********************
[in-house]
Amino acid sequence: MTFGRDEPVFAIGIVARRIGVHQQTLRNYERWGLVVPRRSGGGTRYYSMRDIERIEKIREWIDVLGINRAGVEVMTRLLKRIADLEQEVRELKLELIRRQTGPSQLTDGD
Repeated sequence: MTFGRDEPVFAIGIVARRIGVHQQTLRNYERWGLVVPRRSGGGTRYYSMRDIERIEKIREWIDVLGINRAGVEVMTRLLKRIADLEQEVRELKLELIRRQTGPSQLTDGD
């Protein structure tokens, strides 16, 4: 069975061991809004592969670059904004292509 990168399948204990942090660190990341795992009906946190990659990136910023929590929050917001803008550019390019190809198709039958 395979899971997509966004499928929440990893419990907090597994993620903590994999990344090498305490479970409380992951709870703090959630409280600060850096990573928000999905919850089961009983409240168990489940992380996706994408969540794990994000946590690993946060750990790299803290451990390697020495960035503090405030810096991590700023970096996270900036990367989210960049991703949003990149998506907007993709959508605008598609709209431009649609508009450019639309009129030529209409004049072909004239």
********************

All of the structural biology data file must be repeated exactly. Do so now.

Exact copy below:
[in-house]
Amino acid sequence: MTFGRDEPVFAIGIVARRIGVHQQTLRNYERWGLVVPRRSGGGTRYYSMRDIERIEKIREWIDVLGINRAGVEVMTRLLKRIADLEQEVRELKLELIRRQTGPSQLTDGD
Repeated sequence: MTFGRDEPVFAIGIVARRIGVHQQTLRNYERWGLVVPRRSGGGTRYYSMRDIERIEKIREWIDVLGINRAGVEVMTRLLKRIADLEQEVRELKLELIRRQTGPSQLTDGD
């Protein structure tokens, strides 16, 4: 069975061991809004592969670059904004292509 990168399948204990942090660190990341795992009906946190990659990136910023929590929050917001803008550019390019190809198709039958 395979899971997509966004499928929440990893419990907090597994993620903590994999990344090498305490479970409380992951709870703090959630409280600060850096990573928000999905919850089961009983409240168990489940992380996706994408969540794990994000946590690993946060750990790299803290451990390697020495960035503090405030810096991590700023970096996270900036990367989210960049991703949003990149998506907007993709959508605008598609709209431009649609508009450019639309009129030529209409004049072909004239």